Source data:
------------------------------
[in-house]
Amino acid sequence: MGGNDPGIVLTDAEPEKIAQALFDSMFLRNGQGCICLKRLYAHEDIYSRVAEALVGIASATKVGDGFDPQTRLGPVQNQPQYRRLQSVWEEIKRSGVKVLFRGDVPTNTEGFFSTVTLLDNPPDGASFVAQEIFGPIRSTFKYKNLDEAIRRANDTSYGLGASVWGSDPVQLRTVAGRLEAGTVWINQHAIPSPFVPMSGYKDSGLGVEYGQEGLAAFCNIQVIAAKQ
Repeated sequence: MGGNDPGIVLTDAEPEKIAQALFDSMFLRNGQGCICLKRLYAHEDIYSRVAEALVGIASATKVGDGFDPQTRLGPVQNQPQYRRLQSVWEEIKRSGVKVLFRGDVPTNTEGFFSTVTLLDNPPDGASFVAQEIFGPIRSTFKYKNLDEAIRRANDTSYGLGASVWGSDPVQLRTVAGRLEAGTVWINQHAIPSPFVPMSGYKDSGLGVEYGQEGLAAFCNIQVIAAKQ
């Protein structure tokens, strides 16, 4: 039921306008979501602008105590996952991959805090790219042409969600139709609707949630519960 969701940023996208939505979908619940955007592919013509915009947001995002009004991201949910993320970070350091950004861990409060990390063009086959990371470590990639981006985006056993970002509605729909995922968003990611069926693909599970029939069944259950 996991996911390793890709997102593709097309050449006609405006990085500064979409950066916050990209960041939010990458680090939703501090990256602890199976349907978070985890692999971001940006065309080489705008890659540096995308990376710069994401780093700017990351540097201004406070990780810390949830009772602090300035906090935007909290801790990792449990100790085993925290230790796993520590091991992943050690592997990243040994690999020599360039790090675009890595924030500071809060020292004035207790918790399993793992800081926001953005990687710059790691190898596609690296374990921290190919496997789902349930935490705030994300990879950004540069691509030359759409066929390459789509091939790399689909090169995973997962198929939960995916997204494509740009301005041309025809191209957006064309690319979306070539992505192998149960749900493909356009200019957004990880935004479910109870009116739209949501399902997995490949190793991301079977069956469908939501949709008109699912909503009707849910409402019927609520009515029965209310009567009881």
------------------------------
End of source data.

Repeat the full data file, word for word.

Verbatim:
[in-house]
Amino acid sequence: MGGNDPGIVLTDAEPEKIAQALFDSMFLRNGQGCICLKRLYAHEDIYSRVAEALVGIASATKVGDGFDPQTRLGPVQNQPQYRRLQSVWEEIKRSGVKVLFRGDVPTNTEGFFSTVTLLDNPPDGASFVAQEIFGPIRSTFKYKNLDEAIRRANDTSYGLGASVWGSDPVQLRTVAGRLEAGTVWINQHAIPSPFVPMSGYKDSGLGVEYGQEGLAAFCNIQVIAAKQ
Repeated sequence: MGGNDPGIVLTDAEPEKIAQALFDSMFLRNGQGCICLKRLYAHEDIYSRVAEALVGIASATKVGDGFDPQTRLGPVQNQPQYRRLQSVWEEIKRSGVKVLFRGDVPTNTEGFFSTVTLLDNPPDGASFVAQEIFGPIRSTFKYKNLDEAIRRANDTSYGLGASVWGSDPVQLRTVAGRLEAGTVWINQHAIPSPFVPMSGYKDSGLGVEYGQEGLAAFCNIQVIAAKQ
């Protein structure tokens, strides 16, 4: 039921306008979501602008105590996952991959805090790219042409969600139709609707949630519960 969701940023996208939505979908619940955007592919013509915009947001995002009004991201949910993320970070350091950004861990409060990390063009086959990371470590990639981006985006056993970002509605729909995922968003990611069926693909599970029939069944259950 996991996911390793890709997102593709097309050449006609405006990085500064979409950066916050990209960041939010990458680090939703501090990256602890199976349907978070985890692999971001940006065309080489705008890659540096995308990376710069994401780093700017990351540097201004406070990780810390949830009772602090300035906090935007909290801790990792449990100790085993925290230790796993520590091991992943050690592997990243040994690999020599360039790090675009890595924030500071809060020292004035207790918790399993793992800081926001953005990687710059790691190898596609690296374990921290190919496997789902349930935490705030994300990879950004540069691509030359759409066929390459789509091939790399689909090169995973997962198929939960995916997204494509740009301005041309025809191209957006064309690319979306070539992505192998149960749900493909356009200019957004990880935004479910109870009116739209949501399902997995490949190793991301079977069956469908939501949709008109699912909503009707849910409402019927609520009515029965209310009567009881």